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DNA testing

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Jennilyne Hamm, lower left, and her twin sister Karla have been getting to know their newfound half-siblings through Zoom. Photo from Jennilyne Hamm

This holiday season, many will have more family members to celebrate with thanks to popular DNA tests that not only break down a person’s ethnic background but also connect them to people with similar DNA.

Jennilyne Hamm and her twin sister Karla. Photo from Jennilyne Hamm

The tests that estimate how two people may be related to each other can sometimes provide some surprising results. This was the case for Smithtown resident Jennilyne Hamm, who was inspired to take a test through 23andMe after her daughter Isabella had done so. She said her daughter was curious about her ethnic background, and her results turned up some relatives that they didn’t know about.

One of those relatives, John,  asked questions to see how they were related, Hamm said. They couldn’t figure out the connection, so they chalked it up to them being distant relatives.

Hamm, who just turned 50, said when her husband, Erik, didn’t use a test she bought him, she decided to use it herself. She and her twin sister, Karla, grew up in Whitestone with their parents, sister and four older half-siblings from her mother’s first marriage, and she said the tight-knit family never suspected any other close relations.

On Aug. 4, a month after sending in her test, Hamm said she read her results and was surprised to see she had three half-siblings she didn’t know existed: John, Irene and Elaine. At first, she thought it was a fluke.

She said the younger of her new half-siblings, Irene, was curious and the two of them were texting one day when Hamm was out on the Long Island Sound on her boat. She said she started to realize her mother may have had an affair. Looking at her ethnic background she noticed she was all Italian instead of mixed with Scottish and German heritage as she thought. She gave her twin sister her login information so she could look over the results. It was then when a message from Elaine, one of the newfound half-siblings, wrote back, “We’ve known about our baby twin sisters. We’ve been waiting for you.”

Jennilyne Hamm discovered recently that her biological father, above, was John Joseph Schiavo Sr. and not the man who brought her and her twin sister up. Photo from Jennilyne Hamm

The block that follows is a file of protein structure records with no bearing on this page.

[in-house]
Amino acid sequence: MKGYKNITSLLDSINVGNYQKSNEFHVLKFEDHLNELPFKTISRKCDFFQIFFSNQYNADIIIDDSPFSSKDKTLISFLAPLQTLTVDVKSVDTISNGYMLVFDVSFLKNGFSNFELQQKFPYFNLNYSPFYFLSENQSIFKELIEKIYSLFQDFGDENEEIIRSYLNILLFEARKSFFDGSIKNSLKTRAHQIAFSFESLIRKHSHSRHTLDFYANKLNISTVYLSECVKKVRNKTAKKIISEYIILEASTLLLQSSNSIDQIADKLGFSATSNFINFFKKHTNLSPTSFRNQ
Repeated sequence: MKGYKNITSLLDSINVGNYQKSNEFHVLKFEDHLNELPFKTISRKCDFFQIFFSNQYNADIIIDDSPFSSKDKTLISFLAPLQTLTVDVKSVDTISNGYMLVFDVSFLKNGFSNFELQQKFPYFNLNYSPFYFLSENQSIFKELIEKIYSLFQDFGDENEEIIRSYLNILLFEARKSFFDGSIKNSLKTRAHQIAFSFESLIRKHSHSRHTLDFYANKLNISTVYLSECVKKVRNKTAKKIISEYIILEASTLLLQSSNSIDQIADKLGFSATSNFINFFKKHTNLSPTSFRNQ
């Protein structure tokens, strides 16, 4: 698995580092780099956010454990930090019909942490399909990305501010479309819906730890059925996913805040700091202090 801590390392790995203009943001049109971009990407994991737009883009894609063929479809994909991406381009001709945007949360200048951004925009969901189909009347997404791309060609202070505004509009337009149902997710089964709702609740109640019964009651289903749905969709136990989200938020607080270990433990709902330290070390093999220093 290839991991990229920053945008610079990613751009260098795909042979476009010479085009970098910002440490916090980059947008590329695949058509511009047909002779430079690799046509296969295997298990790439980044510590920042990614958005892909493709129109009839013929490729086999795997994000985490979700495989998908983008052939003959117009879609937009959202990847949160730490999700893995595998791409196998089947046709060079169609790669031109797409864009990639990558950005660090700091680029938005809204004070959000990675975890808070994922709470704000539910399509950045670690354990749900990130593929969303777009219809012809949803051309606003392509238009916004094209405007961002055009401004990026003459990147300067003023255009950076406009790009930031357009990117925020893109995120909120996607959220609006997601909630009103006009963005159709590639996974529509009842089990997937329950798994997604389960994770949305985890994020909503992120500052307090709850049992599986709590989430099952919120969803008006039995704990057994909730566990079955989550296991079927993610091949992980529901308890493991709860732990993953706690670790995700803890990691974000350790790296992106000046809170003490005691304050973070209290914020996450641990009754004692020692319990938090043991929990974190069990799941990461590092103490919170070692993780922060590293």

“It’s turned out to be such a wonderful experience,” Hamm said. “Nothing that we ever asked for or looked for or even knew about.”

While Hamm’s parents and older relatives are deceased, the new family members have been able to piece together part of the story. Elaine said she and John found out from two uncles after their father passed away that there were a set of from an extramarital affair. Hamm said she discovered that while the father who raised her, Ed, and her mother wanted to have their own children, they had trouble conceiving. Her mother and biological father, John, had an affair, even though no one knows how they met. When her mother got pregnant, she told John she wanted to raise her child with her husband. Hamm said at the time her mother didn’t know she was pregnant with twins.

“John gracefully bowed out and accepted that, and then later found out through the grapevine that it was twins, and he respected my mother’s wishes,” Hamm said. “Of course, that little girl inside of you still wished that she knew.”

Hamm and her twin sister now know that their biological father was married to a woman named Alice, and they had John and Elaine. After the affair with her mother, Hamm said father John then married a woman named Shelley and had Irene.

A 23andMe representative said the company is hearing of more stories like Hamm’s.

“With genetic testing readily available to consumers, we are increasingly hearing stories of families discovering and reuniting with newfound relatives, and of customers finding unexpected results in their reports,” the spokesperson said.

Jennilyne Hamm, right, was inspired to take a DNA test after her daughter Isabella did and found relatives they did not know about. Photo from Jennilyne Hamm

According to the company, the kits are not designed “to help people confirm parentage or find biological parents.” However, the DNA relatives tool, which is optional for customers, provides an opportunity for users to find and connect with participating genetic relatives. The company also lists a disclaimer that the tool may lead to finding unexpected relatives.

Hamm said the siblings meet on Zoom and talk and text regularly. With Elaine in Texas, John in Florida and Irene in Colorado, the pandemic has made it impossible for Hamm and her sister to meet them in person. However, the hope is that in the future the twins can travel to Florida where Irene’s mother Shelley lives near John, and they all can meet there.

Hamm said she loves sharing the story with everybody.

“It’s funny how God works or the world or whatever you believe in,” she said. “That emptiness I used to feel is finally gone.”